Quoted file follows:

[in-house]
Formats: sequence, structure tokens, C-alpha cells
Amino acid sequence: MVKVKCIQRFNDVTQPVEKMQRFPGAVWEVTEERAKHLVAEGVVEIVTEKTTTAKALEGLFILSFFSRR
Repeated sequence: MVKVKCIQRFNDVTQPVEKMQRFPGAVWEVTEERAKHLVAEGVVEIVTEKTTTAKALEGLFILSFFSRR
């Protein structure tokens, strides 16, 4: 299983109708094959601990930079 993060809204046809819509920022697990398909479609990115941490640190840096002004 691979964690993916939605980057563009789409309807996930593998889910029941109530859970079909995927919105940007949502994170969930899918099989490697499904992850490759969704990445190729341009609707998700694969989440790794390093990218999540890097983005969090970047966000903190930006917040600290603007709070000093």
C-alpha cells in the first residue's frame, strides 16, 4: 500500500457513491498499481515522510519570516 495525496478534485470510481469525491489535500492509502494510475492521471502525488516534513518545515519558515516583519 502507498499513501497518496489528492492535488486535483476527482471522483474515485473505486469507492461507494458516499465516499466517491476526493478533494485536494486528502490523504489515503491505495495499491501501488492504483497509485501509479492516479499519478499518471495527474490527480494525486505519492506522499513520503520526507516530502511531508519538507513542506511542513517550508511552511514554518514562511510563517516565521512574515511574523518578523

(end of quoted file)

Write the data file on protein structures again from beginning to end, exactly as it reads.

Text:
[in-house]
Formats: sequence, structure tokens, C-alpha cells
Amino acid sequence: MVKVKCIQRFNDVTQPVEKMQRFPGAVWEVTEERAKHLVAEGVVEIVTEKTTTAKALEGLFILSFFSRR
Repeated sequence: MVKVKCIQRFNDVTQPVEKMQRFPGAVWEVTEERAKHLVAEGVVEIVTEKTTTAKALEGLFILSFFSRR
């Protein structure tokens, strides 16, 4: 299983109708094959601990930079 993060809204046809819509920022697990398909479609990115941490640190840096002004 691979964690993916939605980057563009789409309807996930593998889910029941109530859970079909995927919105940007949502994170969930899918099989490697499904992850490759969704990445190729341009609707998700694969989440790794390093990218999540890097983005969090970047966000903190930006917040600290603007709070000093």
C-alpha cells in the first residue's frame, strides 16, 4: 500500500457513491498499481515522510519570516 495525496478534485470510481469525491489535500492509502494510475492521471502525488516534513518545515519558515516583519 502507498499513501497518496489528492492535488486535483476527482471522483474515485473505486469507492461507494458516499465516499466517491476526493478533494485536494486528502490523504489515503491505495495499491501501488492504483497509485501509479492516479499519478499518471495527474490527480494525486505519492506522499513520503520526507516530502511531508519538507513542506511542513517550508511552511514554518514562511510563517516565521512574515511574523518578523